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The Nameless City, by Faith Erin Hicks - Barnstorming on an Invisible Segway [entries|archive|friends|userinfo]
Marissa Lingen

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The Nameless City, by Faith Erin Hicks [Apr. 4th, 2016|05:55 pm]
Marissa Lingen
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Review copy provided by First Second Books.


This is a graphic novel that I think should be reasonably entertaining for anyone who likes its type of story from age about 7 or 8 up. It has fighter training and moments of violence, but not more than you would see on, say, Avatar: The Last Airbender–it’s not a graphic graphic novel, if that makes any sense. Nobody is having smoochy time. The main characters are kids, but their concerns aren’t trivial or mired in the kind of jokes that a friend of mine used to call “sixth grade fart poop penis jokes,” where the entire punchline is that body parts and functions exist. So basically I don’t see an upper age limit on the appeal to this book.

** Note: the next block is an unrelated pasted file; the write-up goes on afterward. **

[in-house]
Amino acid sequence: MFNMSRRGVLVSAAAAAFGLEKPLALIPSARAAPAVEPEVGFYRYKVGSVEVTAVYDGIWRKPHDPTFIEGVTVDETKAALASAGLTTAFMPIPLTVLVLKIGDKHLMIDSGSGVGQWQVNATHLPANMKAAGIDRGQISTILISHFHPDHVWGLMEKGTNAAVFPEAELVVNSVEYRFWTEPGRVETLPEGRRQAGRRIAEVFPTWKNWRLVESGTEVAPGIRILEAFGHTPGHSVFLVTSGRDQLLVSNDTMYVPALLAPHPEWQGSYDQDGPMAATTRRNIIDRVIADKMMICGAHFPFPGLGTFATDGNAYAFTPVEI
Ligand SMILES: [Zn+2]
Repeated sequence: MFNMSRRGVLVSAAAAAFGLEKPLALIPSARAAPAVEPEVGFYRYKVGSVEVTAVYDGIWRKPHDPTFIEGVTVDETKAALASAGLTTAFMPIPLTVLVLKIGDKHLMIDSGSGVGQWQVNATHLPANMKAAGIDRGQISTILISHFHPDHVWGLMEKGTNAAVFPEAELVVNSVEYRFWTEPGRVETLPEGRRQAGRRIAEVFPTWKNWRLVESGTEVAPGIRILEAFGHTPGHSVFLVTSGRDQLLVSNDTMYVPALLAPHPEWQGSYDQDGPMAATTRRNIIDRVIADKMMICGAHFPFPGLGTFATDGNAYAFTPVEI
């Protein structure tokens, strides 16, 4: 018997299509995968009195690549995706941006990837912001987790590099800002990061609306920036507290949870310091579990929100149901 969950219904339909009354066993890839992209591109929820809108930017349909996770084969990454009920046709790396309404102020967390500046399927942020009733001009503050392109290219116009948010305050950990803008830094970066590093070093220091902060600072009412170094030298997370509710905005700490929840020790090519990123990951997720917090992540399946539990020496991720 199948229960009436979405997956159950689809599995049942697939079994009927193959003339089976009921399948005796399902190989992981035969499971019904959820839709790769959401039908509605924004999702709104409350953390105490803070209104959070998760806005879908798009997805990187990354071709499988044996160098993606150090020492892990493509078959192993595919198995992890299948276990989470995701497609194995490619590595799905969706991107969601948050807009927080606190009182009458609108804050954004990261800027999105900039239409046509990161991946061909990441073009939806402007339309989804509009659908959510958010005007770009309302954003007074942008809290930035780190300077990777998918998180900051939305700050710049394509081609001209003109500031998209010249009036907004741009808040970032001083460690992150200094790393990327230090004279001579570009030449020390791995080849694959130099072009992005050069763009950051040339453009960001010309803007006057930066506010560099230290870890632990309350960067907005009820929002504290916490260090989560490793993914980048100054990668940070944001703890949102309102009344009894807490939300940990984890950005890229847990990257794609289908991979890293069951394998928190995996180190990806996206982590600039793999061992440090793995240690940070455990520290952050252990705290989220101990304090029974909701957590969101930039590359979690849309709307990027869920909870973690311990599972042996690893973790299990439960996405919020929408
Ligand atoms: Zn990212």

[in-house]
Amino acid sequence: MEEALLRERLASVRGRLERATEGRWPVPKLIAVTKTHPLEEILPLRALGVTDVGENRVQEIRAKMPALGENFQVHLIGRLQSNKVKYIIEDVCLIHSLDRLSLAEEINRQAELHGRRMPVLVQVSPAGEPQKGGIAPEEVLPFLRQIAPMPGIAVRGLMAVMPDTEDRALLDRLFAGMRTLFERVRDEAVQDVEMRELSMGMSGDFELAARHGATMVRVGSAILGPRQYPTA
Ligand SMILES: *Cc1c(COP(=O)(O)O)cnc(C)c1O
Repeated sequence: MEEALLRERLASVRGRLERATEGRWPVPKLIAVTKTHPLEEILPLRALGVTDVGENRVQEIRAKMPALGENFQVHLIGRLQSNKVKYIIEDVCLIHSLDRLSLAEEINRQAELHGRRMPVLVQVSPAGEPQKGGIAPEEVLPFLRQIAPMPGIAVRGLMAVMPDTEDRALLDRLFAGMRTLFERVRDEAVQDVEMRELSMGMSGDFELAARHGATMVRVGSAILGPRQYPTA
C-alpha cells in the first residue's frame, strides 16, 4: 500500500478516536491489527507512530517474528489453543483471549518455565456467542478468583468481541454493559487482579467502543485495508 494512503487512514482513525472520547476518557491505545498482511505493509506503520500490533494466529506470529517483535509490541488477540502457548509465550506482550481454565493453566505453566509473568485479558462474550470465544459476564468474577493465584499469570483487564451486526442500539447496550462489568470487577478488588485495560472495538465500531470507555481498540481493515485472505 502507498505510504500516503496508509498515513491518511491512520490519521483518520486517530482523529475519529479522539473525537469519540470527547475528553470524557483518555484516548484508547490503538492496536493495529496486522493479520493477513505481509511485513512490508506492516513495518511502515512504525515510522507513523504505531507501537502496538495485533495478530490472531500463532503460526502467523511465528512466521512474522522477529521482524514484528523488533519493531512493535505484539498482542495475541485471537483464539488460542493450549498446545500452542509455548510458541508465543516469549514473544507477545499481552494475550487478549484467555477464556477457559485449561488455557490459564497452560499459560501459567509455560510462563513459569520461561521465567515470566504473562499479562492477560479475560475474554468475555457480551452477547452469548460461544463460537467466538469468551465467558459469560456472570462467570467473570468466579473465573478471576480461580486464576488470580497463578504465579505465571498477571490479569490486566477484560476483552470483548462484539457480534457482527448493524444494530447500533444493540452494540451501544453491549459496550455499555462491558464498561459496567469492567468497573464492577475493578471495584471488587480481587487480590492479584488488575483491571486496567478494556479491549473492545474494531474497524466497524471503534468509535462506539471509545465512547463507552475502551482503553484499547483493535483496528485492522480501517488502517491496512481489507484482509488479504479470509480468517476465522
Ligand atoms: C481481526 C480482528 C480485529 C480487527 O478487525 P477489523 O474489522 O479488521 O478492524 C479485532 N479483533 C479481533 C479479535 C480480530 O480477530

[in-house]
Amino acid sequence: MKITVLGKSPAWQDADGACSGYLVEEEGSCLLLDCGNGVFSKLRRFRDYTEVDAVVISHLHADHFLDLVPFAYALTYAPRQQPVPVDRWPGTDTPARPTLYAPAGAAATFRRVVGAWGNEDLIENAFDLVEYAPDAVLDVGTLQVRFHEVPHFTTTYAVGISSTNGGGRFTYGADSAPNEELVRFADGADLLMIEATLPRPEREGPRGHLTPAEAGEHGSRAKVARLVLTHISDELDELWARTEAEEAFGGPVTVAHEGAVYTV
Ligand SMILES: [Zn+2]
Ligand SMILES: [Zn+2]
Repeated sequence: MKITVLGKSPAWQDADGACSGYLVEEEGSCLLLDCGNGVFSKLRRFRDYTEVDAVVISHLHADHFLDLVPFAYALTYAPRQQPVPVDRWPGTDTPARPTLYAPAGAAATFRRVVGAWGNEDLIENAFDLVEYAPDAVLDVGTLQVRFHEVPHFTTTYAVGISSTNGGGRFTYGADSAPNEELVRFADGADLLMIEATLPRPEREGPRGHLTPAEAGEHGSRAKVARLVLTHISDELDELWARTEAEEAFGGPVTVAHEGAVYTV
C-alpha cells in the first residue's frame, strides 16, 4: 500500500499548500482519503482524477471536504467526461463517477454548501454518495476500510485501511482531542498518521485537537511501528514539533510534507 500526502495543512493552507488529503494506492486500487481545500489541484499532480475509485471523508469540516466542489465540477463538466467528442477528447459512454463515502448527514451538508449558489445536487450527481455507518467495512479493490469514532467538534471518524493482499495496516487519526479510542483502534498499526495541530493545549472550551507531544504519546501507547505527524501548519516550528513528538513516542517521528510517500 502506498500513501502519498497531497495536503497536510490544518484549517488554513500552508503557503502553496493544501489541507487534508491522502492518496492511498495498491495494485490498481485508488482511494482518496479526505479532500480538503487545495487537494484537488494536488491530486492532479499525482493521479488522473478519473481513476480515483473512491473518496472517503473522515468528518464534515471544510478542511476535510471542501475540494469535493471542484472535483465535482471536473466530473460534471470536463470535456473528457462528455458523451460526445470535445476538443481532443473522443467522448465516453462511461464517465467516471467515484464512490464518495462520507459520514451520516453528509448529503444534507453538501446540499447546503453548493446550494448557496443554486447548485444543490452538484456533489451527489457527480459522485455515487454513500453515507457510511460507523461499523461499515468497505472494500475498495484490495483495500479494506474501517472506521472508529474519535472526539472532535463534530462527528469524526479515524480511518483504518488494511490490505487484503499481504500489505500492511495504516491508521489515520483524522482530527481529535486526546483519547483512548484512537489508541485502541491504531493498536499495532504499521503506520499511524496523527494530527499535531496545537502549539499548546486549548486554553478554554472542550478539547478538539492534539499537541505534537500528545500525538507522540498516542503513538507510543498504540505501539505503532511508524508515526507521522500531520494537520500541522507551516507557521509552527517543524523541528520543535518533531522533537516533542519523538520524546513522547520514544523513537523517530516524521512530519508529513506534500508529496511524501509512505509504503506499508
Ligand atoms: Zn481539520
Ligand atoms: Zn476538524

Older readers will spot that the multicultural city of the title is drawing many of its visual elements from East Asian cultures, but I don’t think that the mishmash should be any kind of detriment to enjoyment–rather the opposite. The two young main characters, Kai and Rat, are from different cultures within the city, very different backgrounds and lives, and while the arc of their friendship won’t be a new one to anyone much over 7, it’s a classic for a reason. They have things to learn from each other and things to share as equals.


And contrary to my initial fears from the first few pages, there are not interminable training sequences–just enough to whet the appetites of fantasy fans who like that sort of thing. Whew.


This is the first in a series, but it’s also a self-contained story, so people like myself who prefer an actual ending will not be frustrated by a complete “to be continued…” cliffhanger. Cheerfully recommended; good fun.


Please consider using our link to buy The Nameless City from Amazon.




Originally published at Novel Gazing Redux

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Comments:
[User Picture]From: mkille
2016-04-08 05:09 am (UTC)
I love Faith Hicks! Nothing Can Possibly Go Wrong is a particular favorite of mine, though technically someone else did the author piece of the collaboration.

Edited at 2016-04-08 05:10 am (UTC)
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